Further improvements include coating of the substrate surface with a catalytic material. In addition, a buffer layer may be provided between the substrate and the catalytic layer. During the growing, a hydrocarbon gas may be used as a source gas for the plasma chemical deposition and hydrocarbon-containing gas may be used as an additive gas for enhancing the purification. On the other hand, during the post-treatment, a hydrogen-containing gas which is similar to the additive gas during the growing of the carbon nanotubes can be used as a source gas for the plasma continously.
A density of plasma source which is utilized to perform the plasma chemical deposition and purification may be a in the ranges of 1010 to 1012/cm3.
Additional aspects related to the invention will be set forth in part in the description which follows, and in part will be obvious from the description, or may be learned by practice of the invention. Aspects of the invention may be realized and attained by means of the elements and combinations particularly pointed out in the appended claims.
BRIEF DESCRIPTION OF THE DRAWINGS
It is to be understood that both the foregoing and the following descriptions are exemplary and explanatory only and are not intended to limit the claimed invention in any manner whatsoever.
The accompanying drawings, which are incorporated in and constitute a part of this specification exemplify the embodiments of the present invention and, together with the description, serve to explain and illustrate principles of the inventive technique. Specifically:
FIG. 1 illustrates a cross-sectional view of an exemplary embodiment of a substrate for use in the formation of carbon nanotubes according to the inventive concept;
FIG. 2 illustrates a cross-sectional view of an exemplary embodiment of a substrate during the growth stage of the inventive carbon nanotubes formation process;
FIG. 3 illustrates a cross-sectional view of an exemplary embodiment of a substrate during the post-treatment stage of the inventive carbon nanotubes formation process; and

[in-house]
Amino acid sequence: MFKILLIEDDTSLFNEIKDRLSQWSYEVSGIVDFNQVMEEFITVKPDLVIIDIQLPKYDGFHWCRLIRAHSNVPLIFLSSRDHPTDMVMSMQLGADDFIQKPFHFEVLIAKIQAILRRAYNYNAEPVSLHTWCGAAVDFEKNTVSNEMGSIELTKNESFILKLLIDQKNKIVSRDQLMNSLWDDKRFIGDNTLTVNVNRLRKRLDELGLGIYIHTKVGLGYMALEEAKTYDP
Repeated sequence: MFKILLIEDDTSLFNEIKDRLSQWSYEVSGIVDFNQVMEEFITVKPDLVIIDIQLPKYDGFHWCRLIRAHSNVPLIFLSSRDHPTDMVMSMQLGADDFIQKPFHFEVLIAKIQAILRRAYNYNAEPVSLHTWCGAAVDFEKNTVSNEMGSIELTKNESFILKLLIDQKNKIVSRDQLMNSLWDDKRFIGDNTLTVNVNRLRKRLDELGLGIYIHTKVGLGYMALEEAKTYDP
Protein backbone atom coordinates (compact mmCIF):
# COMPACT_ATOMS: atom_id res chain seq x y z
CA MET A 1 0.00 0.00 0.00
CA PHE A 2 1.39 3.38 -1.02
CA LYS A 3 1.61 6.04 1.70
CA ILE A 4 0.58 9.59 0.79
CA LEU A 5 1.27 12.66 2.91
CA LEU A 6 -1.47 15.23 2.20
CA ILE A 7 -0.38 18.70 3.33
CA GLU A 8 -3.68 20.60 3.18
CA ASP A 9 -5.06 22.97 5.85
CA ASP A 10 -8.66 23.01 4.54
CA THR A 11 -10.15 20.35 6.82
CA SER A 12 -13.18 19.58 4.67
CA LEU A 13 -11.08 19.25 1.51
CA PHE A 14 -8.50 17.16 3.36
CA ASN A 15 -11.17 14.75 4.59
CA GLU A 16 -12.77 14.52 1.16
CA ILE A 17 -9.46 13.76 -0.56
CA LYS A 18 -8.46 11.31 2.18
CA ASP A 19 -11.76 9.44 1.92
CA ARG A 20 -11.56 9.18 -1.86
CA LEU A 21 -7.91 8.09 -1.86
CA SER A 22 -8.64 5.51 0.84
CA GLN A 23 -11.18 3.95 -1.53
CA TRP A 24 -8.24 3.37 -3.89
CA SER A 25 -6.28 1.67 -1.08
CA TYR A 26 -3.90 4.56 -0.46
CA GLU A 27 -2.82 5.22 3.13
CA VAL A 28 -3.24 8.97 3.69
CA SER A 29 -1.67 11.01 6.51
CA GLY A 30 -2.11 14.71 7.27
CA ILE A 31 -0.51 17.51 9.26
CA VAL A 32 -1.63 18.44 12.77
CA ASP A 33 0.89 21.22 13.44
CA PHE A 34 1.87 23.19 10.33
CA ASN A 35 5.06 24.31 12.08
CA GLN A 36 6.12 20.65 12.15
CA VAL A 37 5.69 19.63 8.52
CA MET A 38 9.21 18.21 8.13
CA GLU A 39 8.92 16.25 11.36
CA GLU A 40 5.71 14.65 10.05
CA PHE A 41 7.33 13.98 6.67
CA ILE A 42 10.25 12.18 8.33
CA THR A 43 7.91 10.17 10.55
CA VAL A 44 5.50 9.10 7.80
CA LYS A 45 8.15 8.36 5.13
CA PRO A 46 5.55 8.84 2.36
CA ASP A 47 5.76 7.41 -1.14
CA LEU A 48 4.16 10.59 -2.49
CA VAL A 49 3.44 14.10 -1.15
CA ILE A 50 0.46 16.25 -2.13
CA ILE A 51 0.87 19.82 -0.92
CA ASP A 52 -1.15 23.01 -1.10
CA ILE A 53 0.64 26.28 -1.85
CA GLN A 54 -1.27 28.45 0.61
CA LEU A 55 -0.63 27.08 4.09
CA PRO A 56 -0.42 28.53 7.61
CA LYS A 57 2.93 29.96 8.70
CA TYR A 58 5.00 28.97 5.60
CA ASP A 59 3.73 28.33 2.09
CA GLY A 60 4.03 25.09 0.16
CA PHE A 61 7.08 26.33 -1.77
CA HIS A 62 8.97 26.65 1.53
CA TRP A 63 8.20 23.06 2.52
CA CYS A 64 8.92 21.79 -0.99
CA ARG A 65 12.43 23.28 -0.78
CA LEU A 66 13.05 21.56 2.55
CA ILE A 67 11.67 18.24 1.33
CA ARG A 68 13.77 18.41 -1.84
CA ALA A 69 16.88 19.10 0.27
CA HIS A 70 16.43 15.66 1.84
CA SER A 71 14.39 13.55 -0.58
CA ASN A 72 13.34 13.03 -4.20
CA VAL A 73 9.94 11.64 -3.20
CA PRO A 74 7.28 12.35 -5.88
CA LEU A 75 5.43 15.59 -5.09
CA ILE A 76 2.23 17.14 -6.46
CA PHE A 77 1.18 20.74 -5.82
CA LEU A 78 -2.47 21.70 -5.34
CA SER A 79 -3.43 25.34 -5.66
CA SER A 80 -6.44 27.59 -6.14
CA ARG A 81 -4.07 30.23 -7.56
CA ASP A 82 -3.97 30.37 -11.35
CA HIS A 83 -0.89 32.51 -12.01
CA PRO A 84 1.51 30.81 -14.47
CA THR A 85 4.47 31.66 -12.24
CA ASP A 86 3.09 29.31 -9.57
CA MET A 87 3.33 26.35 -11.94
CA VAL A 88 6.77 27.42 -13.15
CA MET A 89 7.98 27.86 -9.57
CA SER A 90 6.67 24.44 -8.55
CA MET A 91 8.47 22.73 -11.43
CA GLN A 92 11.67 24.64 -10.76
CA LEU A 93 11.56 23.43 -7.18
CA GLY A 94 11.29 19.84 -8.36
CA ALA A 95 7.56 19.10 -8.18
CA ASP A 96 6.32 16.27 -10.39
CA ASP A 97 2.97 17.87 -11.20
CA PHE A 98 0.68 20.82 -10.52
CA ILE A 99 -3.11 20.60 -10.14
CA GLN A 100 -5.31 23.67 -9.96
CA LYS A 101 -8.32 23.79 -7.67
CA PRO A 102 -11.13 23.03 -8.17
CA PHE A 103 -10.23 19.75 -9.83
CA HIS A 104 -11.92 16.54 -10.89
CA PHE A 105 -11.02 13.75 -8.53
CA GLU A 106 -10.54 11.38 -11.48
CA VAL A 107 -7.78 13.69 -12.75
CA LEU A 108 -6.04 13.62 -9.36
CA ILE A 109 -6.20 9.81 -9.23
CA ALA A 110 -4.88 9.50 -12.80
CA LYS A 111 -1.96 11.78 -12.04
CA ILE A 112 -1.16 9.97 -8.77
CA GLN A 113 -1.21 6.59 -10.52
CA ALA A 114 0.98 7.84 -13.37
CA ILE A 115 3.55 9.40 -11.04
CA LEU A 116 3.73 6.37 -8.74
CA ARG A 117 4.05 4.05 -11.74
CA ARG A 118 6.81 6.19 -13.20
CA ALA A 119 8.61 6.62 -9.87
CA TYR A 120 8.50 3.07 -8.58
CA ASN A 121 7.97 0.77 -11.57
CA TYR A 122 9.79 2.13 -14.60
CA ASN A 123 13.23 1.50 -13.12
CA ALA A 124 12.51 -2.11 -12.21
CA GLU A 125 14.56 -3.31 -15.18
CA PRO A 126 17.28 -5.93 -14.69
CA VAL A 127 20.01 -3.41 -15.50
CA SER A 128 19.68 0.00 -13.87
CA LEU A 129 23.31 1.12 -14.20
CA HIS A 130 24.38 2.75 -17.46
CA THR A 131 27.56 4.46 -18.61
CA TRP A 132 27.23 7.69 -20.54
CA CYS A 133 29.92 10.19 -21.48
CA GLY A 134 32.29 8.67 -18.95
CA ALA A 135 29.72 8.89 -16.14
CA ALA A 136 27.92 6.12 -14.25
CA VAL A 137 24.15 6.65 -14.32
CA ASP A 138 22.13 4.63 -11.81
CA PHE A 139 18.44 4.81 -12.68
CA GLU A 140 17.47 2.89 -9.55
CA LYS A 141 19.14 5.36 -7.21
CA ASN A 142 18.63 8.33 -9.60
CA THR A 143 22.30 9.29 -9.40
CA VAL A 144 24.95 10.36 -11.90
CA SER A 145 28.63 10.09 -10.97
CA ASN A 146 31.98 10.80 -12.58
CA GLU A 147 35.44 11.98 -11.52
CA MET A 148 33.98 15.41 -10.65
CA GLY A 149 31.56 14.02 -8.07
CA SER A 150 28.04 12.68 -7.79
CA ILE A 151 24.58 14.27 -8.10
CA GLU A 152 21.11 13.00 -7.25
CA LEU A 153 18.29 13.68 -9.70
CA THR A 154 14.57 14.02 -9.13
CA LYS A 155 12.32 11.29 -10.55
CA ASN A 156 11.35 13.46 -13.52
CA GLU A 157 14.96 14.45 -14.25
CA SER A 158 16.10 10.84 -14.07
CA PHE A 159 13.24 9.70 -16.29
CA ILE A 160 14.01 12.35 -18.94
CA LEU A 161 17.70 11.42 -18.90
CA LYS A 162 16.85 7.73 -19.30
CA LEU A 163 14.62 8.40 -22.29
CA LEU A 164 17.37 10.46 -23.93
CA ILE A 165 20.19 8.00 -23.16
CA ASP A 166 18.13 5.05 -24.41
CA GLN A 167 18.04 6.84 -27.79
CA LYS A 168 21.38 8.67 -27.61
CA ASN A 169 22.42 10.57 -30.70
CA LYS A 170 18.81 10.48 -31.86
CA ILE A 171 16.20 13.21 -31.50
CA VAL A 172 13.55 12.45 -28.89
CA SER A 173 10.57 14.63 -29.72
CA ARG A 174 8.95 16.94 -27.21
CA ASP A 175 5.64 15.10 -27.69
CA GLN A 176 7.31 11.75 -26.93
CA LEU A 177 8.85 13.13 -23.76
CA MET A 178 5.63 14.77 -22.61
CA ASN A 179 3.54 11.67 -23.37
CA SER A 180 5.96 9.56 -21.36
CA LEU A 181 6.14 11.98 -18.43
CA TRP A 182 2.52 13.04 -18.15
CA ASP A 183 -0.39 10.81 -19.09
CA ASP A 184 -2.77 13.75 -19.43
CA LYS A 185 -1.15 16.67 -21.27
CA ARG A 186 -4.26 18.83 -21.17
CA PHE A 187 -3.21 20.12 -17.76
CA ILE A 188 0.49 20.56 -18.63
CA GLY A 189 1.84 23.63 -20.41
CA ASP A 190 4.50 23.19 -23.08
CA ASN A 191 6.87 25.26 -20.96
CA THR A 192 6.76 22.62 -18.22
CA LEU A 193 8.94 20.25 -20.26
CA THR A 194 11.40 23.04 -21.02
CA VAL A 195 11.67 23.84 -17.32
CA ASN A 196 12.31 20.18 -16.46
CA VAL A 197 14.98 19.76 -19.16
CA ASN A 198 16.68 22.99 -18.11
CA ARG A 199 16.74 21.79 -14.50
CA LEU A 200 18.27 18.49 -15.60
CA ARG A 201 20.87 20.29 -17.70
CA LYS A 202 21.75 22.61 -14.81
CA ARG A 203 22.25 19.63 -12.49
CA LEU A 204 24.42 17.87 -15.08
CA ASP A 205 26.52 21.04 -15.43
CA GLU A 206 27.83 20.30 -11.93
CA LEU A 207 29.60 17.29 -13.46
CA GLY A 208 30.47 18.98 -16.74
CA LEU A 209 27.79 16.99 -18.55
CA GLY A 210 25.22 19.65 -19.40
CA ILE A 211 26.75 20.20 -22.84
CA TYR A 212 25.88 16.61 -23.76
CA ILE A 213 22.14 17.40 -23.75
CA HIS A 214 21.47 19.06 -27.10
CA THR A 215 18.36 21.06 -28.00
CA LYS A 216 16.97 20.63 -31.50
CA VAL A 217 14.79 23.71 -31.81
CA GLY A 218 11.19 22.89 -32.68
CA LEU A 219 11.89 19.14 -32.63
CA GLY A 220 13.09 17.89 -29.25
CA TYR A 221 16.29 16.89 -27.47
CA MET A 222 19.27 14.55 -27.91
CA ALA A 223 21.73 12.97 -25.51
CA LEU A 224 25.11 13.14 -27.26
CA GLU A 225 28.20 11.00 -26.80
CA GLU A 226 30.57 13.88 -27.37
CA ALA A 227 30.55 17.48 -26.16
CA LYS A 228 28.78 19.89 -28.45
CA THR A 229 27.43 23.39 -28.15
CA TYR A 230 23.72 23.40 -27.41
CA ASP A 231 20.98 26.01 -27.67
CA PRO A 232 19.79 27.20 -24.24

FIG. 4 illustrates a cross-sectional view of an exemplary embodiment of a substrate with carbon nanotube layer formed in accordance with the inventive process.
In the following detailed description, reference will be made to the accompanying drawings, in which identical functional elements are designated with like numerals. The aforementioned accompanying drawings show by way of illustration, and not by way of limitation, specific implementations consistent with principles of the present invention. These implementations are described in sufficient detail to enable those skilled in the art to practice the invention and it is to be understood that other implementations may be utilized and that structural changes may be made without departing from the scope and spirit of present invention. The following detailed description is, therefore, not to be construed in a limited sense.
According to the inventive concept, carbon nanotubes are formed on a surface of a substrate using a plasma chemical deposition process. The material of the substrate can be chosen to provide for desired mechanical and electrical properties, such as conductivity and rigidity. In one embodiment of the invention, the substrate can be made of an electrically insulating material, such as a glass, quartz or ceramic plate. In an alternative embodiment of the substrate can be made of a metal alloy. Persons of skill in the art would undoubtedly appreciate that the choice of the substrate material is not essential to the concept of the present invention.